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Bill C-71 is an utter and tragic failure

By Don Plett, Manitoba Senator

When it comes to the Bill C-71 (An Act to amend certain Acts and Regulations in relation to firearms), it’s difficult to know whether the Trudeau government is insincere or merely incompetent. While claiming that the Bill "prioritizes public safety and effective police work," the legislation does neither.

In his Second Reading speech to the House of Commons, Minister Goodale began by painting a grim picture: "Crime rates generally in Canada have been on the decline for decades… However, offences involving firearms are bucking the positive trend." Goodale repeated this assertion at the Senate Standing Committee on National Security and Defence which is currently studying Bill C-71, insisting that, "While crime rates generally have been steadily falling in Canada for decades, we have seen a sharp increase in the number of criminal incidents involving firearms."

Regardless of how often the Minister repeats this line, it remains patently false. No matter which metric you look at – overall crime rates, the violent crime rate, or the crime severity index – the last 20 years of statistics clearly show that gun crime and overall crime rates follow the same arc: Gun crime goes up when crime goes up, and gun crime goes down when crime goes down. The phony crisis suggesting that gun crime is rising while overall crime is dropping simply doesn’t exist.

But this doesn’t mean we don’t have a problem – we do. It includes rising gang violence, a disproportionate homicide rate by indigenous persons, and a failure to enforce our existing gun laws. Yet Bill C-71 addresses none of these.

Consider the following: Between 2014 and 2017, 66 percent of homicides by firearms were committed by people with criminal records. This tells us that at least two-thirds of gun homicides were the consequence of a failure to enforce our current gun laws because it is already illegal for someone with a criminal record to possess a firearm. More regulation would have done nothing to save these lives.

Secondly, over the same period, 68 percent of all homicides by firearms were committed with a restricted or prohibited weapon. Since restricted and prohibited weapons are already registered and tightly controlled, it is clear that increasing gun control measures for non-restricted firearms will be equally ineffective in preventing gun crime.

Thirdly, according to Statistics Canada, 38 percent of all homicides in 2017 were committed by Indigenous persons. When you consider this in context of the size of the Indigenous population, it means that across Canada, an Indigenous person is 12 times more likely to commit homicide than a non-Indigenous person. Broken down by province, it works out to 11 times more likely in Alberta, 13 times in Manitoba, and 43 times in Saskatchewan. A tragedy is unfolding in slow motion in Indigenous communities and families, and yet the government seems oblivious to the fact that there are much deeper societal issues at play here that will not be addressed by simply piling on more gun laws.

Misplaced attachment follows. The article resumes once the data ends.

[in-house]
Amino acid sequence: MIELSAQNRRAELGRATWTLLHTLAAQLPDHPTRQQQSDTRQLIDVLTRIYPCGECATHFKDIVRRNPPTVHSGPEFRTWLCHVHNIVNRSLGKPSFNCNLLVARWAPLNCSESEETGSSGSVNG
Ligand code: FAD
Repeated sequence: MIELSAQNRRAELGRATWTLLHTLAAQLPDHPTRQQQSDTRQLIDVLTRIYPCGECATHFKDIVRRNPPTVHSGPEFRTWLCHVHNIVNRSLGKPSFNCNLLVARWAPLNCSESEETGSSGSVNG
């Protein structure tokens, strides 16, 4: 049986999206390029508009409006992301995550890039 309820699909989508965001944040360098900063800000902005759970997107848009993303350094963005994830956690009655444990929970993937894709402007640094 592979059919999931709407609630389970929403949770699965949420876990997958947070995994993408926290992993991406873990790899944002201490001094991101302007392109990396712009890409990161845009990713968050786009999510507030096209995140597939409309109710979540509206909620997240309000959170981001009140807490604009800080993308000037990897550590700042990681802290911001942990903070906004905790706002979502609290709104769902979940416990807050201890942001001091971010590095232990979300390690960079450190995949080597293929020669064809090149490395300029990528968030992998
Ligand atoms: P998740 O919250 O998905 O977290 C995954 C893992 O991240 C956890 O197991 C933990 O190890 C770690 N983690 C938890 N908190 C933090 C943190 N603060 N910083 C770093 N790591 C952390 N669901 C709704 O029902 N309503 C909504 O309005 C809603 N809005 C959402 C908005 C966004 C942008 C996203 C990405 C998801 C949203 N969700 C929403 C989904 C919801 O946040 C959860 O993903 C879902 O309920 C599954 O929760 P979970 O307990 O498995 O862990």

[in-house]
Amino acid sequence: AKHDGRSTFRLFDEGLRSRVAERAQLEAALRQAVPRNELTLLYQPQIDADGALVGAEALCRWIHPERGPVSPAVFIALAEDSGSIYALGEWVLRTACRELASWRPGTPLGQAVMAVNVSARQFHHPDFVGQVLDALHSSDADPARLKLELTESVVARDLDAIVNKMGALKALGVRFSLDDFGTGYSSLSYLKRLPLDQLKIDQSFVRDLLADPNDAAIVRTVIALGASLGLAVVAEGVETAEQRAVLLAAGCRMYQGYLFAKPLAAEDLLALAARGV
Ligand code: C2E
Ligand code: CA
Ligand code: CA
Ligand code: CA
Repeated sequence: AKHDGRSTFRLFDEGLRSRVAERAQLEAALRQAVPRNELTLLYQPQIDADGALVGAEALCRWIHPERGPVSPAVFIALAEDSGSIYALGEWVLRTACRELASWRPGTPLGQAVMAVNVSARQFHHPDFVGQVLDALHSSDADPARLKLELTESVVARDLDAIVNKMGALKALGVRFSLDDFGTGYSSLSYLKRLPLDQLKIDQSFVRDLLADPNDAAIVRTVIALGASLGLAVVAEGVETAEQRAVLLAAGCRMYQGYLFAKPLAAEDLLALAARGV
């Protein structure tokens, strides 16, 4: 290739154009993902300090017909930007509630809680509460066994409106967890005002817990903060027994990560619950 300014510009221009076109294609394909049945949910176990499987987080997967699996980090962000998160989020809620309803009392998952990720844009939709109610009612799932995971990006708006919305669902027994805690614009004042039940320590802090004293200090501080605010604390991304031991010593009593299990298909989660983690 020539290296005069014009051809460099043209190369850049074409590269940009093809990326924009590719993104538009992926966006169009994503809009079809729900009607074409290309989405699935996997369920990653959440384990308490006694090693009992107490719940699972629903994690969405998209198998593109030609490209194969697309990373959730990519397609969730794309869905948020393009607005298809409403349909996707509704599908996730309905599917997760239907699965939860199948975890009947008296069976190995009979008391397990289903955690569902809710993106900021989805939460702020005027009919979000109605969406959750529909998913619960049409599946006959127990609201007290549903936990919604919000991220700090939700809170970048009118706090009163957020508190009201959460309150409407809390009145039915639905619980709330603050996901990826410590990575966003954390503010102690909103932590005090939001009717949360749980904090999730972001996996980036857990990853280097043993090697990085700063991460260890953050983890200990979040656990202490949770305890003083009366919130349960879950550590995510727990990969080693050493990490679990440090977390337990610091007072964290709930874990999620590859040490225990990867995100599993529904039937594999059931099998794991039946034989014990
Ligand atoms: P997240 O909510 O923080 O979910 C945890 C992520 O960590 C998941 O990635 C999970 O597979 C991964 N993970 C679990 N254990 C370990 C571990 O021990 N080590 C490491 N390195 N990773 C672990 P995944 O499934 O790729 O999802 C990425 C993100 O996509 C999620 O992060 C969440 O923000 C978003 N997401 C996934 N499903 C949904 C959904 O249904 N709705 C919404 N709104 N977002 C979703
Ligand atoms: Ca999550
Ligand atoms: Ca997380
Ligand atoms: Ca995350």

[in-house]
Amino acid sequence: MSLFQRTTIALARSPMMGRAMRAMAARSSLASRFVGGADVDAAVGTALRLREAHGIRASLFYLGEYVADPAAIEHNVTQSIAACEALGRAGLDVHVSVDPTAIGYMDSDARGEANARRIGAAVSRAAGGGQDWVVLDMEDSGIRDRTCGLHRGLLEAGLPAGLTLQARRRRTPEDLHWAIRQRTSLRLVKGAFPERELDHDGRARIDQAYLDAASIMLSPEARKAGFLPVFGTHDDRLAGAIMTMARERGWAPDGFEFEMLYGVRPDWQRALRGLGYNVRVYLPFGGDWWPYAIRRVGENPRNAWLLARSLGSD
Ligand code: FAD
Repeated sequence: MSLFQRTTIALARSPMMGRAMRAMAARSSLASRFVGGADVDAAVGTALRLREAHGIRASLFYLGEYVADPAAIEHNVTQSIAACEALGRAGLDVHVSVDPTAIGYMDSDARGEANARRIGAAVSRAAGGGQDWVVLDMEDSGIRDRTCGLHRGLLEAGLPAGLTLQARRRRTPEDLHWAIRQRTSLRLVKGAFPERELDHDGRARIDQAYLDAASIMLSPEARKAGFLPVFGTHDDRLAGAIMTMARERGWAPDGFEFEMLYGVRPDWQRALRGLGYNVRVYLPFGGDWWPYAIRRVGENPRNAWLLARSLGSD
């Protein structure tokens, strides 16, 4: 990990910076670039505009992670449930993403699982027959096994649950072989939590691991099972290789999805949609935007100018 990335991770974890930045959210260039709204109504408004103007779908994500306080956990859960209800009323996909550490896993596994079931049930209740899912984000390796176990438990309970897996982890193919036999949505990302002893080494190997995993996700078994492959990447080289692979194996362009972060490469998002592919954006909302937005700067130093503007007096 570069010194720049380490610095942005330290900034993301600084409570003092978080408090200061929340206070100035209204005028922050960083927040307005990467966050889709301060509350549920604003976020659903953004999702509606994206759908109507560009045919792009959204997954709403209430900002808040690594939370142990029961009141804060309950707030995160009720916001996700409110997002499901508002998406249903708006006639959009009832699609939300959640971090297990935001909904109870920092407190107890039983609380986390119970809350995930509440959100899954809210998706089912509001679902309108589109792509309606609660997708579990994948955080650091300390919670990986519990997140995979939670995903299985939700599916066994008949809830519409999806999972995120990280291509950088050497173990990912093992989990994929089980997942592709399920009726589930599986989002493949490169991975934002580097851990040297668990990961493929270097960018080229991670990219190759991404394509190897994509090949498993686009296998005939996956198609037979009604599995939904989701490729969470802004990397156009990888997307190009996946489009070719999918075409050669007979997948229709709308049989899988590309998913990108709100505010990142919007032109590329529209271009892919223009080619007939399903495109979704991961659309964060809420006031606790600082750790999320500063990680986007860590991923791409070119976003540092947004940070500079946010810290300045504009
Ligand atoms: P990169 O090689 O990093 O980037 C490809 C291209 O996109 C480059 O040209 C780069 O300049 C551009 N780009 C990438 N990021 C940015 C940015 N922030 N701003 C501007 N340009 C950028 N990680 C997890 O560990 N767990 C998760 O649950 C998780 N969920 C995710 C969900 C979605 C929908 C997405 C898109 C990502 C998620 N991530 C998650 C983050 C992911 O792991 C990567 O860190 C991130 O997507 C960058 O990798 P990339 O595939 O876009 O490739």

Furthermore, Statistics Canada tells us that between 1991 and 2017, 90 percent of homicides were solved – unless they were gang-related. When gangs are involved, only 44 percent of homicides are solved. This means that, of the 206 homicides committed with a firearm each year (2014 – 2017 average), an average of 70 are left unsolved every year and approximately 57 of these would be gang-related. In other words, between 2014 and 2017, approximately 280 murderers have been left to roam free on our streets and the vast majority of these are gang members.

If the government was serious about preventing homicides by firearms and prioritizing public safety, getting murderers off our streets should be their top priority. But it’s not. Instead, Minister Goodale is making scapegoats out of law-abiding gun owners – saddling them with more paperwork, more hoops to jump, and more threats of criminal charges – all the while pretending that this will reduce crime. The assertion is absurd, and gun owners are tired of the charade.

Gun control advocates like to use the expression, “If it saves one life, it’s worth it.” What they fail to recognize is that if the same amount of effort and money utilized in a different manner would save ten lives, then refusing to do so and saving only one is criminal.

The fact is, public resources are not infinite. They should be allocated in the most efficient, effective manner possible in order to achieve the greatest possible impact and public policy outcome. Whether due to this government’s insincerity or incompetence, it is indisputable that Bill C-71 utterly and tragically fails to do so.

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CHARTS 1 - 4

"No matter which metric you look at – overall crime rates, the violent crime rate, or the crime severity index – the last 20 years of statistics clearly show that gun crime and overall crime rates follow the same arc: Gun crime goes up when crime goes up, and gun crime goes down when crime goes down. The phony crisis suggesting that gun crime is rising while overall crime is dropping simply doesn’t exist."

Chart 1: Police-reported Crime Severity Index, Canada, 1998 - 2017

Source: Statistics Canada

Chart 2: Homicides and attempted murders, Canada 1967 - 2017

Source: Statistics Canada

Chart 3: Police-reported crime rates, Canada, 1962 - 2016

Source: Statistics Canada

Chart 4: Homicides by Firearm, Canada, 1974 - 2016

Source: Statistics Canada

Chart 5: Persons accused of homicide, 2017

Source: Statistics Canada

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